This is why I love the Internet: because I can get lots of perspectives on an issue without even having to get up off the couch!
I should have clarified that I don't think signing with your baby is a bad idea. The conversation we had with Bryan's aunt was interesting, but hers is just one perspective among many, and based strictly on her own experience rather than on data (as far as I know). She works with preschool- and kindergarten-aged hearing-impaired children, so what she's observed in her field doesn't necessarily have any bearing on our situation as parents of an infant with normal hearing. Even though she feels strongly that using signs with your baby isn't wise, the large majority of the data I've seen suggests otherwise, and so it seems to me that signing with Camilla would have, at worst, a neutral effect on her verbal development.
However, and with the caveat that I'm not educated enough to analyze the data any more than cursorily, I'm not convinced that using signs (by which I mean ASL signs or the like, not gestures that normally accompany verbal communication) to communicate with our developmentally-normal child would have any positive long-term effect on her verbal development or IQ. (I'm especially skeptical about the IQ.) And in the absence of evidence of a strong positive effect, I don't feel it's imperative to teach her signs in order to do the best for her.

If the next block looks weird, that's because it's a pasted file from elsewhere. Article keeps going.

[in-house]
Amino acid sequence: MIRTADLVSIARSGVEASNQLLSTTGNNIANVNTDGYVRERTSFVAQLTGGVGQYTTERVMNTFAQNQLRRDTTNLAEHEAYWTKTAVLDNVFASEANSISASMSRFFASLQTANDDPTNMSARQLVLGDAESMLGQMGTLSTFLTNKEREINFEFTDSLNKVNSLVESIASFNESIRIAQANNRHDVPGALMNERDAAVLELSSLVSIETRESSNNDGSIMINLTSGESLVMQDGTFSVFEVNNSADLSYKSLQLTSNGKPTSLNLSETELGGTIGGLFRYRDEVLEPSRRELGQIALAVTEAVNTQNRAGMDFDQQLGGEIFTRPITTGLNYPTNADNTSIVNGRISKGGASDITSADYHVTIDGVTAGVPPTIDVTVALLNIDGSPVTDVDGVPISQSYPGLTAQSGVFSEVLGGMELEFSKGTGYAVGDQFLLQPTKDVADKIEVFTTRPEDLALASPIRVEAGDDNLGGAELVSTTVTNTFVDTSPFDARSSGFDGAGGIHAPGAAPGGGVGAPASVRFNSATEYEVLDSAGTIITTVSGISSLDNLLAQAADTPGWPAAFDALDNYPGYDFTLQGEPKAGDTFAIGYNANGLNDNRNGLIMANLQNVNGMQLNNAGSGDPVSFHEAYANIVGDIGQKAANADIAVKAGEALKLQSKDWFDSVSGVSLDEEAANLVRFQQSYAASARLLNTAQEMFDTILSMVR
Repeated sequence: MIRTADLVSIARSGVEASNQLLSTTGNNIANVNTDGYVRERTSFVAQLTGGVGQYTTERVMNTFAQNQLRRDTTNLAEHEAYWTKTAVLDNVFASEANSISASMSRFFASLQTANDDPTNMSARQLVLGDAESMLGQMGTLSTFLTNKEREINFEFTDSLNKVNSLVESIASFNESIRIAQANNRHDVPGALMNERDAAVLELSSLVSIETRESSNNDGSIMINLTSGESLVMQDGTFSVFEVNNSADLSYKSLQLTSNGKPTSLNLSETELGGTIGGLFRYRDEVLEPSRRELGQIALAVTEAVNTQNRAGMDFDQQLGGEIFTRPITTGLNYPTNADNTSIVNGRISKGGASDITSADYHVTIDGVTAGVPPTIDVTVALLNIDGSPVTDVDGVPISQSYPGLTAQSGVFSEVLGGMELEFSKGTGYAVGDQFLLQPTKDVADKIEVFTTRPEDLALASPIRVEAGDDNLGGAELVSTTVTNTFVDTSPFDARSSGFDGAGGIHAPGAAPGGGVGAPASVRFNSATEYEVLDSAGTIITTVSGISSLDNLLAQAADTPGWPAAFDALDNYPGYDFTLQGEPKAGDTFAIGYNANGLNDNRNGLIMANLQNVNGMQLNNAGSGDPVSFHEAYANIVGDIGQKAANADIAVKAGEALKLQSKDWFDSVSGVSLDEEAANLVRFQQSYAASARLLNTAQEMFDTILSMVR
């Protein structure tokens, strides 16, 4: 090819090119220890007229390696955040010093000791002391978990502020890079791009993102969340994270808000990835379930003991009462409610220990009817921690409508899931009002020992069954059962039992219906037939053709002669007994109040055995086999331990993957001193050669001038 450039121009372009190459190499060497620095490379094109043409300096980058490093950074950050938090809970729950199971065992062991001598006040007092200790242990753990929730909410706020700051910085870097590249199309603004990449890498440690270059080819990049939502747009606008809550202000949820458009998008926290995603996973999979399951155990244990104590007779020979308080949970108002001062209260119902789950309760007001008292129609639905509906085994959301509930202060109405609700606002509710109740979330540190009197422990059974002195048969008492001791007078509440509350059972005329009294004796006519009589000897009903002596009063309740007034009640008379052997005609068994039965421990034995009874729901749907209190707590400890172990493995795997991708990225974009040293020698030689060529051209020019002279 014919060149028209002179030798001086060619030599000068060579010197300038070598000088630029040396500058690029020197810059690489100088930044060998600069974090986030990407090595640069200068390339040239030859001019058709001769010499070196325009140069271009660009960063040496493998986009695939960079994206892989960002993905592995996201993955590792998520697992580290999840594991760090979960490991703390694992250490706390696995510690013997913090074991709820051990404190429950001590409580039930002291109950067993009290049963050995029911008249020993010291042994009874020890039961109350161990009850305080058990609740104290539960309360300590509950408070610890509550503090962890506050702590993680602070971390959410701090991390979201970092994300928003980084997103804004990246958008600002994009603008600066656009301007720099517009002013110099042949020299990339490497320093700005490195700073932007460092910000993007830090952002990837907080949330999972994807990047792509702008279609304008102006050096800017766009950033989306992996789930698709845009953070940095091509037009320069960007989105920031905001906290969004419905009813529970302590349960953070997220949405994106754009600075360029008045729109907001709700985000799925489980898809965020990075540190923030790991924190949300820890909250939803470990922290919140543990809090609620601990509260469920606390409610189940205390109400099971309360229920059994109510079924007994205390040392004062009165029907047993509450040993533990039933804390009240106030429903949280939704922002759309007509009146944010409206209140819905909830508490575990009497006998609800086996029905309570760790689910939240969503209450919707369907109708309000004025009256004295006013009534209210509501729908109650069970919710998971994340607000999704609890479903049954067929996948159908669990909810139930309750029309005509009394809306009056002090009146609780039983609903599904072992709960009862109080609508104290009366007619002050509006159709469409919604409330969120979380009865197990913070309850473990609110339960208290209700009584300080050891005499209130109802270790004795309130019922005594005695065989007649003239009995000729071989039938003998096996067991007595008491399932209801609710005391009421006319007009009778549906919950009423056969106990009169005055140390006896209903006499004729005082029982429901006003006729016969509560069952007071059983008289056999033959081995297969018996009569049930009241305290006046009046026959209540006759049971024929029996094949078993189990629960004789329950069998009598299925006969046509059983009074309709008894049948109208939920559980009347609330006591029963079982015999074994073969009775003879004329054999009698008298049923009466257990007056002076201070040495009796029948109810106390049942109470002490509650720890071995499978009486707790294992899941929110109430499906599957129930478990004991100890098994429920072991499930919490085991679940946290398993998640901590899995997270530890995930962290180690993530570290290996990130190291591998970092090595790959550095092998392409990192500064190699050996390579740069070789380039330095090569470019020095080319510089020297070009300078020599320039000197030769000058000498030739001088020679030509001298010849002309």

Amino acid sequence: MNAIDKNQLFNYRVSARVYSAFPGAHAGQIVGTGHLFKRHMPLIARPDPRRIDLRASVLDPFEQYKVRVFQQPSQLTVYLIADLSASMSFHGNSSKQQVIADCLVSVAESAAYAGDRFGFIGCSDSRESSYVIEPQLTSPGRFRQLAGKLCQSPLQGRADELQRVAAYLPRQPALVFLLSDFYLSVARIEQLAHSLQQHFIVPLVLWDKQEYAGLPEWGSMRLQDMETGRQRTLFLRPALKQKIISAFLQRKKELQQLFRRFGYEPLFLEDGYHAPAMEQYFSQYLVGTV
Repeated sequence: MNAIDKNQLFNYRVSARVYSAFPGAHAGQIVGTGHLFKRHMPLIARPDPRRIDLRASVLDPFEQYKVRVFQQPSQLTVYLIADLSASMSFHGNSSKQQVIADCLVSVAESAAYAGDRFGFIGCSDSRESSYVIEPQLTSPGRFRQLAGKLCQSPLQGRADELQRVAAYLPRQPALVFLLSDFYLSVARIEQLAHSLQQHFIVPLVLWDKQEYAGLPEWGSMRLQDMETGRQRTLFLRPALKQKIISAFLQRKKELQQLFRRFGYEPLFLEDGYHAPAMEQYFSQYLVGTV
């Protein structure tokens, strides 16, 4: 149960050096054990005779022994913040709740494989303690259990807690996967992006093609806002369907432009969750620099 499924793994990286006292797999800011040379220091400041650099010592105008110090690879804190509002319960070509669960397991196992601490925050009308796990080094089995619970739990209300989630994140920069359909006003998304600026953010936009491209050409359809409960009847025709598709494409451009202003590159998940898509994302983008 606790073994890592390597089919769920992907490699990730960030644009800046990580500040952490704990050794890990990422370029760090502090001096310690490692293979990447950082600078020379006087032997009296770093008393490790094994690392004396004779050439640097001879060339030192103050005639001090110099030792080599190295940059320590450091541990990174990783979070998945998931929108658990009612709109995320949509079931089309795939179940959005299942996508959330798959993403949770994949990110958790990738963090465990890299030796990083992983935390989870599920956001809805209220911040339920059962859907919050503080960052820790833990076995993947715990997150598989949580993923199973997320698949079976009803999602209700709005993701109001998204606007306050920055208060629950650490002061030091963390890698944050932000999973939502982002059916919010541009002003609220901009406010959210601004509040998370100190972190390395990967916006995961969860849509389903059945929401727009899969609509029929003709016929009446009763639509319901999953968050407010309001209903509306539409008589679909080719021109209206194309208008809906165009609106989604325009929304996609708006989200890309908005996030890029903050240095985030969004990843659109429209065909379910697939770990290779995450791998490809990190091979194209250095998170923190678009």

Which means that the important question when considering whether to use sign language is: will it make life better or easier for our family? The answer to that is a complex equation involving many variables, including: (1) the amount of time and effort needed to teach signs and use them consistently, (2) the amount of time between now and when the Billa becomes verbal enough to communicate most of her needs and wants, i.e. the amount of time during which signs would be very useful, (3) the amount of frustration she and we would experience if we didn't use them, and (4) the amount of enjoyment we would get out of using them and seeing her use them.
Considering the relative largeness of (1), the expected smallness of (2) and (3) (based on her personality and her ability to communicate non-verbally without specific signs), and the "ehhhh" feeling I get about (4), I'm thinking we're not going to do it. If the circumstances change and we think she is getting frustrated with being unable to communicate, we might reconsider. Meanwhile, I'll lend the sign language book and DVD to anyone who thinks she might want to do it with her baby. Hey! Anyone want to borrow it?
On a complete non sequitur, a public service announcement for all co-sleeping parents: Before appearing in public in the morning, be sure to check the mirror. It is possible for items to exit your baby's nasal passages and bond themselves to your face in the night. No one looks good with a huge dried green, uh, booger decorating her face.
(This very useful piece of advice may or may not be based on my own (totally gross) experience.)